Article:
Be clear on skin cancer: Bill's story 

Bill Norton had skin cancer. He describes how a freckle-like blemish under his eye turned out to be a melanoma. Because he visited his GP early, the melanoma was found and treated quickly.

Be clear about the signs of skin cancer

Transcript of Be clear on skin cancer: Bill's story

68 YEARS OLD

My name is Bill Norton.

I've had skin cancer.

WHEN DID YOU NOTICE SOMETHING WAS WRONG?

I had a blemish on my left cheek just below my eyelid,

which appeared to look like a freckle.

The shape of that freckle changed slightly

and it started to get marginally darker.

WHAT DID YOU DO?

I decided to go and see my GP.

It would either be nothing to worry about,

but if it was something a bit more serious then it could be treated.

WHAT HAPPENED NEXT?

The mark that was on my cheek, which looked like a freckle,

she wasn't too sure about,

so she decided to take a small portion of that freckle

and send it away for biopsy.

It came back that I had what is termed as a lentigo melanoma.

WHAT TREATMENT FOLLOWED THE DIAGNOSIS?

The mark on my face was removed by a plastic surgeon.

It then went off for further testing.

The results proved that they'd managed to get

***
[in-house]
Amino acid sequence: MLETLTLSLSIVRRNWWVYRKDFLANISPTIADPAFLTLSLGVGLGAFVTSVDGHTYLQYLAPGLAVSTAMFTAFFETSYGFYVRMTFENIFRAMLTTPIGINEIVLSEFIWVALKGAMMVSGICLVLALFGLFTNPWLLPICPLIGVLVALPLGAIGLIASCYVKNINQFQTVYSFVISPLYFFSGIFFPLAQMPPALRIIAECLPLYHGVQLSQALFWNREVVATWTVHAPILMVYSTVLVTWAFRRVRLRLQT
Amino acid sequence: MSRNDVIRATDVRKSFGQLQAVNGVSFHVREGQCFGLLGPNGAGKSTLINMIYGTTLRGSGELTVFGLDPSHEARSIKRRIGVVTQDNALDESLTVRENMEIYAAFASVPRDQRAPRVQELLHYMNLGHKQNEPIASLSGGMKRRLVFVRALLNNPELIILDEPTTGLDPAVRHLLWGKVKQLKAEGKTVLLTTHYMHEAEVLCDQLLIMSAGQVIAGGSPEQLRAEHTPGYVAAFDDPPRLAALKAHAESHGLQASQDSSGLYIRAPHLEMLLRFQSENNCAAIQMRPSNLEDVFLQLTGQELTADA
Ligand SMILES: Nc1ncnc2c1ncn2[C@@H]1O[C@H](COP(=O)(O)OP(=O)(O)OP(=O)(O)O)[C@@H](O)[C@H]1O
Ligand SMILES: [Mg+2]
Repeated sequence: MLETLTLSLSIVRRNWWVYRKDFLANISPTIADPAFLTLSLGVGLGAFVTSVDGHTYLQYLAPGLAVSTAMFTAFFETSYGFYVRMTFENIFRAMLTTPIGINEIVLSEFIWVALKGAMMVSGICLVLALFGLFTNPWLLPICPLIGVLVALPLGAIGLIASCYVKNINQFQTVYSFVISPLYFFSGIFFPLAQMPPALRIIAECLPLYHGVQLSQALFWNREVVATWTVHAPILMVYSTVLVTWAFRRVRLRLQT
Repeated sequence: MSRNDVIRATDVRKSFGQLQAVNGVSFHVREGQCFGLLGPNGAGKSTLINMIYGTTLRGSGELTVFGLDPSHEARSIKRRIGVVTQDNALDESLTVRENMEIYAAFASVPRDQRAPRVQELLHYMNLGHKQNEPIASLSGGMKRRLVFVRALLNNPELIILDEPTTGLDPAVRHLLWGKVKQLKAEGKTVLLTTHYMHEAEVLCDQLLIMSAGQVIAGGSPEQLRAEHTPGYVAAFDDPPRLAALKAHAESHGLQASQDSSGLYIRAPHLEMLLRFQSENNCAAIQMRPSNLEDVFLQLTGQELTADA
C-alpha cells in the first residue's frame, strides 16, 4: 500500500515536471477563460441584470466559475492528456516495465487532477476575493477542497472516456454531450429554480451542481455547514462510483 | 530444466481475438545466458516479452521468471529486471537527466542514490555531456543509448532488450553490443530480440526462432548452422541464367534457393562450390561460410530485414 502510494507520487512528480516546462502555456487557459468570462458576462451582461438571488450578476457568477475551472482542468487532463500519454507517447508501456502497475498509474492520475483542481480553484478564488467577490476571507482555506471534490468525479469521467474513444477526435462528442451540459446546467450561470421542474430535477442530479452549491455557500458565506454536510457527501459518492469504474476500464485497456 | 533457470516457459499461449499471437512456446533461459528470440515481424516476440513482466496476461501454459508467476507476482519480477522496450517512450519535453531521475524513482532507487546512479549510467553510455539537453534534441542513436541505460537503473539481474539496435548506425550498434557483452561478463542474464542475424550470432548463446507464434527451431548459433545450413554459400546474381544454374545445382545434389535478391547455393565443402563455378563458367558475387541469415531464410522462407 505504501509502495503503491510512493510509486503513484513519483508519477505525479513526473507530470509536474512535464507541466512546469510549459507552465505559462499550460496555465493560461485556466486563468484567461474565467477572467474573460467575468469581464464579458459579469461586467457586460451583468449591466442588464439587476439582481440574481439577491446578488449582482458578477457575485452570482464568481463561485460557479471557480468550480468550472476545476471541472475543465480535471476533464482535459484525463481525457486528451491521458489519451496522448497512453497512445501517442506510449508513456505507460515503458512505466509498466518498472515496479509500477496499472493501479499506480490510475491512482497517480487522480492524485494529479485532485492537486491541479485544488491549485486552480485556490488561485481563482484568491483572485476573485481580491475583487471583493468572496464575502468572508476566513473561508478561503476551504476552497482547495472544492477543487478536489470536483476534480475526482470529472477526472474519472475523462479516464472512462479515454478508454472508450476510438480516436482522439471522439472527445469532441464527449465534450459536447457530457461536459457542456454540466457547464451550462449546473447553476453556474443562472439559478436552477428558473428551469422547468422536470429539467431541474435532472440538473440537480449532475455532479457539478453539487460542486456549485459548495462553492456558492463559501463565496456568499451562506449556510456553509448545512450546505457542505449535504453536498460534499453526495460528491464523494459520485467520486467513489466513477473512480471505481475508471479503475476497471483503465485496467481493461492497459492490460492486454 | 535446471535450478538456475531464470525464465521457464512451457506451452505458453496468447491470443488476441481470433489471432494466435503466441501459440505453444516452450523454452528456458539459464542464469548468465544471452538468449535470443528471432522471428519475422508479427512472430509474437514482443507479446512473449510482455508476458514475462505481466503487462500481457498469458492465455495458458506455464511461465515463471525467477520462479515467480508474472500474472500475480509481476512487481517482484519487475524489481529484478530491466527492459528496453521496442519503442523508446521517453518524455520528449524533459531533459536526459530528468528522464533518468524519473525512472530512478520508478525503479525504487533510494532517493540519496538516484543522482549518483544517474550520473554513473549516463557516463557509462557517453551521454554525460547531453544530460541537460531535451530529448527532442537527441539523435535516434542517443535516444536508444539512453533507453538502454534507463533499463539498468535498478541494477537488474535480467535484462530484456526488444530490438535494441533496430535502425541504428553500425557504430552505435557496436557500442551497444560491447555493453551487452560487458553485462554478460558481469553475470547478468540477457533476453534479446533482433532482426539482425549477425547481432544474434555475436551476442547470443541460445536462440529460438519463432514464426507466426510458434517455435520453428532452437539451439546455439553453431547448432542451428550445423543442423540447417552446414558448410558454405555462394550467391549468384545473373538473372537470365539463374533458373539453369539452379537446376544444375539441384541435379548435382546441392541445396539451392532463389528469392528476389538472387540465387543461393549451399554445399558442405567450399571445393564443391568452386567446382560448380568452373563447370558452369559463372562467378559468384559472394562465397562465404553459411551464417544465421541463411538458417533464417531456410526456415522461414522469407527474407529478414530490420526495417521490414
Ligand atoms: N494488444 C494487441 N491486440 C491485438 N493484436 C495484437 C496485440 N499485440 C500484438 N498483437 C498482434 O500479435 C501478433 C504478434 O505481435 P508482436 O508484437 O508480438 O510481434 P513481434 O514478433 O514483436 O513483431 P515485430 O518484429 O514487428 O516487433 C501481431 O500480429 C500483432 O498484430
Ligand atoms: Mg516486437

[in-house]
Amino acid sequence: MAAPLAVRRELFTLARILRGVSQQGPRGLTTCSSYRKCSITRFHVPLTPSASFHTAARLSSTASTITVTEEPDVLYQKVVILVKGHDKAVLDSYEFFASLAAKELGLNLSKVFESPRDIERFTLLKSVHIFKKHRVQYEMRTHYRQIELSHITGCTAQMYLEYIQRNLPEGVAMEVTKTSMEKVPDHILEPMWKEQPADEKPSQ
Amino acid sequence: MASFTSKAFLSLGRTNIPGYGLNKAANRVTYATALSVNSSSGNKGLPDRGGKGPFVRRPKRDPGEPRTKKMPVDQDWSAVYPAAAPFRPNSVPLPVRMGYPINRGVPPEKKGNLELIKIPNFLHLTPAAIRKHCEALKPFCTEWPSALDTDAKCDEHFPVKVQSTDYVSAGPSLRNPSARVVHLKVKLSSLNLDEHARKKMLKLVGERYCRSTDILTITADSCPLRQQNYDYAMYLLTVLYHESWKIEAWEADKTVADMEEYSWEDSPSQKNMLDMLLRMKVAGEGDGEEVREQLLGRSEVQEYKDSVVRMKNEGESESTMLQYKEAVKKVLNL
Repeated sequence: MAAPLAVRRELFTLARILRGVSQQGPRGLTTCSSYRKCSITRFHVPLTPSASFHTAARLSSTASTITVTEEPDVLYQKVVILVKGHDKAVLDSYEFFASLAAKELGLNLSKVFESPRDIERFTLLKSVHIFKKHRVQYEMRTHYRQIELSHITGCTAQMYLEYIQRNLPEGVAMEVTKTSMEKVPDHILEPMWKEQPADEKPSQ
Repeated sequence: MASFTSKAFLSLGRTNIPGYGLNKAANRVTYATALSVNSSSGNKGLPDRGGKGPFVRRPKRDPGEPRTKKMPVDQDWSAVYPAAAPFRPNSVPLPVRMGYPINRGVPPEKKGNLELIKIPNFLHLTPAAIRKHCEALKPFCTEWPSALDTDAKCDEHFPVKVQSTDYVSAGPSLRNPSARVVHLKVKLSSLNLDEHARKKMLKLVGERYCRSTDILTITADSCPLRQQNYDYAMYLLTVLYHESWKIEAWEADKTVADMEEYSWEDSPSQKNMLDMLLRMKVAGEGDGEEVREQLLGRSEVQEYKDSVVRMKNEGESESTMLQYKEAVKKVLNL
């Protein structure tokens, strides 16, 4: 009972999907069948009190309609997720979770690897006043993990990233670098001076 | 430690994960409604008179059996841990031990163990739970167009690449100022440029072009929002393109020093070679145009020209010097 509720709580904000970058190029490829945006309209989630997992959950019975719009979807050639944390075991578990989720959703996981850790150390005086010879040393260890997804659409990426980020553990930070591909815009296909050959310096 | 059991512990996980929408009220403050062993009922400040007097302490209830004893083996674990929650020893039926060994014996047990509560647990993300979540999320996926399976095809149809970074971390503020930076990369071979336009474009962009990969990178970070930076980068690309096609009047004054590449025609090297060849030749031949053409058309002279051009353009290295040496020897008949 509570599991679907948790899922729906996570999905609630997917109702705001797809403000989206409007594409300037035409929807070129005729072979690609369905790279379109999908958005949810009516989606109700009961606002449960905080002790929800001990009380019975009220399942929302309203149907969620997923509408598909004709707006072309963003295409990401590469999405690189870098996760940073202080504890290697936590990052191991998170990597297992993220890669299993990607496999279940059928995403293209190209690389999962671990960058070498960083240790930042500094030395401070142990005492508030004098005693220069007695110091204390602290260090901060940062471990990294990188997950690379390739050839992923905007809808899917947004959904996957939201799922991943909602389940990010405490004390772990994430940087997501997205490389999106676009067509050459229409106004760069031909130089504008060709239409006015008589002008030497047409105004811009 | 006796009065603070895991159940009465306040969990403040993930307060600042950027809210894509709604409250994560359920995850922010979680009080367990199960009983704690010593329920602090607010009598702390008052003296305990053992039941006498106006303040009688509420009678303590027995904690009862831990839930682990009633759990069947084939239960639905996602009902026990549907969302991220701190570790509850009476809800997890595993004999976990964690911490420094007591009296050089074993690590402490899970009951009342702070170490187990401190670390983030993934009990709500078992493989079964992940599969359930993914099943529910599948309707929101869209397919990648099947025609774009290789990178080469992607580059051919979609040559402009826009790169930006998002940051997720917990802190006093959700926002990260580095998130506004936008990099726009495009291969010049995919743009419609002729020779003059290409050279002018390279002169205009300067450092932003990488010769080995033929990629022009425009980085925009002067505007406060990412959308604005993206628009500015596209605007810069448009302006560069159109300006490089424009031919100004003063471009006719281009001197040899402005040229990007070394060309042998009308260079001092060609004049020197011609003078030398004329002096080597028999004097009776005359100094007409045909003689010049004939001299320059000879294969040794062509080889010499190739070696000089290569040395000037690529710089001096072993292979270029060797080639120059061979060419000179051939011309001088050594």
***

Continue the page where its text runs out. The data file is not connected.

all of the lentigo melanoma cancer cells,

so I did not require any further treatment.

WERE YOU AWARE OF HOW SERIOUS SKIN CANCER CAN BE?

My mother had skin cancer.

She had a very similar mark on her cheek.

In her case, she unfortunately did not get it treated.

She left it far too long.

She left it so long that she ended up having major reconstructive surgery.

HOW DID YOU FEEL ABOUT THE DIAGNOSIS?

If you are told that you have cancer,

I think you automatically think that it's going to happen to somebody else

and not to you.

So it really rocked me.

WHAT'S YOUR ADVICE TO OTHER PEOPLE?

You know your body.

You know if you see something that has changed,

something that is there that wasn't there before.

If that is the case, then you need to go and see your GP

and you need to get an early diagnosis,

and your chance of surviving it will be far, far greater.

BE CLEAR ON CANCER

nhs.uk/skincancer

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